Sources tell PJ Media that House Majority Leader Eric Cantor’s long-time top consultant, Ray Allen, has “angrily” stated to multiple individuals that he intends to bankrupt the Republican Party of Virginia (RPV), to install his own people throughout all levels of RPV’s State Central Committee, and to rebuild the RPV with money from Eric Cantor’s donors.
Ray Allen is considered the “brain trust” of Eric Cantor’s Young Guns, which has spent hundreds of thousands of dollars and has hired staff with the intention of retaking control of the RPV at all levels. (Eric Cantor and Ray Allen lost control of the RPV in 2012, when Tea Party/conservative candidates won seats at all levels of the party, taking majority control from Cantor allies.) In this effort to reclaim the majority, Ray Allen has helped orchestrate the parliamentary procedure of “slating” at several RPV conventions this season.
Slating involves disenfranchising all properly registered delegates at a district convention in favor of a vote by only a few dozen handpicked delegates. This tactic was employed to protect the incumbent chairmanships of some Cantor allies: hundreds to thousands of Tea Party/conservative delegates have been forcefully ejected from VA RPV conventions over the past few weeks and months.
However, the ejected delegates and others opposed to Team Cantor have since had success appealing the slating attempts, leaving Allen and Cantor with little to show for their hardball tactics other than alienated constituents, a terrible local public relations problem, and worse, a rapidly gaining primary opponent in challenger Dave Brat.
Sources additionally claim that Allen has attempted to meddle in the multiple appeals of his slating attempts — Allen was reportedly looking to guide how the appeals should be conducted.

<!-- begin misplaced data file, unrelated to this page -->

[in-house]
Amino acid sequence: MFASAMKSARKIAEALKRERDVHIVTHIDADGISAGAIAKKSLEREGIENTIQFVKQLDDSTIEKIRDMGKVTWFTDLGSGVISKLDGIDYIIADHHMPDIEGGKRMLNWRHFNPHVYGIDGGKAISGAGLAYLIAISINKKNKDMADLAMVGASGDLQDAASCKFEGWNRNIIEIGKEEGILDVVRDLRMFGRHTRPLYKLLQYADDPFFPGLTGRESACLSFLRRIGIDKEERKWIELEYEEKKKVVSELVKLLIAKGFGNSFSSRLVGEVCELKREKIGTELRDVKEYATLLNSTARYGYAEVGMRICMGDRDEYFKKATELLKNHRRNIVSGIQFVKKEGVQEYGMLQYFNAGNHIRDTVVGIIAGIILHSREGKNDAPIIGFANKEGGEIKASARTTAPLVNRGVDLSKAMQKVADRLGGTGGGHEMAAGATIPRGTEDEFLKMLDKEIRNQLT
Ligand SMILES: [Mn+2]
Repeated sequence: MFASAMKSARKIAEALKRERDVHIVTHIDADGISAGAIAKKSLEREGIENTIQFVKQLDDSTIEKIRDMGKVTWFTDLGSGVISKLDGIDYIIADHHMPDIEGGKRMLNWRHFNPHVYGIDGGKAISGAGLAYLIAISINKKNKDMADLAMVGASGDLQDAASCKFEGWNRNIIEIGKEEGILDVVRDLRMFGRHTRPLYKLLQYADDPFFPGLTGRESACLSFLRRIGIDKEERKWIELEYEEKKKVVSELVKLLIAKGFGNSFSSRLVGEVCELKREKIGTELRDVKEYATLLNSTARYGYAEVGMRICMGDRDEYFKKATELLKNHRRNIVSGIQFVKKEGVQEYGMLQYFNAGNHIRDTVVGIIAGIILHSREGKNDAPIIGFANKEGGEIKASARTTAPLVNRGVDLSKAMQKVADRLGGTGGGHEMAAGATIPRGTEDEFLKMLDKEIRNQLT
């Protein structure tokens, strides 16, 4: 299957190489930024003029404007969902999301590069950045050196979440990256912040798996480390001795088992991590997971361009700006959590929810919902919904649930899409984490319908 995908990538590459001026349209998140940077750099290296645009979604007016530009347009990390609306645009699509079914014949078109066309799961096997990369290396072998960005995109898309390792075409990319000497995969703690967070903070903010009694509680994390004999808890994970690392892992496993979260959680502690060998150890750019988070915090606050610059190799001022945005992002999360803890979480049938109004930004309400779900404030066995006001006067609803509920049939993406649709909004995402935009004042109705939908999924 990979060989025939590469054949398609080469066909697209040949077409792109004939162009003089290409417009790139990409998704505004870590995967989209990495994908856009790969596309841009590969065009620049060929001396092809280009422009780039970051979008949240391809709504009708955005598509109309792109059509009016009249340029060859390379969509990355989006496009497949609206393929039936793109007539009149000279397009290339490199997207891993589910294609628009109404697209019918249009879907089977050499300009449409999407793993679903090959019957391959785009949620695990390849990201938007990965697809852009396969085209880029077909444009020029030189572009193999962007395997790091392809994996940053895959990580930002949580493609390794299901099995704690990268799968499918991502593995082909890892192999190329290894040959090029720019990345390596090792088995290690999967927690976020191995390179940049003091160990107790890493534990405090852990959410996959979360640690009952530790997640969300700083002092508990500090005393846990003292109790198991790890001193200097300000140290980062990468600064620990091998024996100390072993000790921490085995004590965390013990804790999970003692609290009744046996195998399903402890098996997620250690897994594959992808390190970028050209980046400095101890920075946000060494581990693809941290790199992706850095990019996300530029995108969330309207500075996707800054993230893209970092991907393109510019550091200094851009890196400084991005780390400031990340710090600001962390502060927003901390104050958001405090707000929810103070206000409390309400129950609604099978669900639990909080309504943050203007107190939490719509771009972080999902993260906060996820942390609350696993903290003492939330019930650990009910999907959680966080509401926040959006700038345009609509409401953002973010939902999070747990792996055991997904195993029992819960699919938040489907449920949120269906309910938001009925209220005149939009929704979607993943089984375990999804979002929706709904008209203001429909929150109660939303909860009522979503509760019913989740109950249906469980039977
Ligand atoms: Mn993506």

These bombshell allegations — implying that Eric Cantor’s reelection effort intends to dismantle the Republican Party of Virginia and to employ it as a vehicle for the expansion of Cantor’s power and influence — could not arrive at a more precarious moment for the Cantor campaign for two reasons:
1. Cantor just suffered a game-changing defeat at the Seventh District Republican Convention. On May 10, Linwood Cobb — a powerful Cantor advocate and ally — lost the chairmanship of the Seventh District to vocal Cantor critic Fred Gruber.
Additionally, Cantor’s speech at the convention received boos and heckling when he attempted to denigrate Dave Brat. Cantor, receiving this treatment in his own district, appeared visibly unnerved and needed to interrupt his speech to address the hecklers.
2. Cantor’s own recent comments put him in a difficult position for defending against these new allegations about Allen. Recall, Cantor just asked “kissing congressman” Vance McAllister (R-LA) to resign over his infidelity, which will perhaps be considered a much lesser offense by Cantor’s constituents than these allegations regarding the behavior of Cantor’s campaign.
Said Cantor of McAllister:
I just said, “Look, when we took the majority in 2001, I had said that we should hold ourselves to a higher standard,” … “And that’s why I did what I did and I told him I thought he should resign. Because, in my mind, what happened does not meet that higher standard.”
Additionally — and further undermining the strength of Cantor’s support network — former Virginia Lieutenant Governor Bill Bolling said the following after Linwood Cobb’s defeat and the heckling of Cantor on May 10:
Clearly, there is a battle taking place for the heart and soul of the Republican Party. We are seeing this battle play out all across our state. While the voice of every Republican should be heard, our challenge is to figure out how to be a conservative party, without allowing the most extreme voices of the day to control our party and determine its future direction.
I am contacting Bill Bolling to ask if Ray Allen’s reported behavior fits Bolling’s categorization of “most extreme voice of the day.”
I am also contacting Eric Cantor to ask if Ray Allen’s reported behavior — which Cantor can reasonably be presumed to have known of — meets Cantor’s categorization of a “higher standard,” and if he would have requested McAllister resign following publication of similar behavior by his closest aide.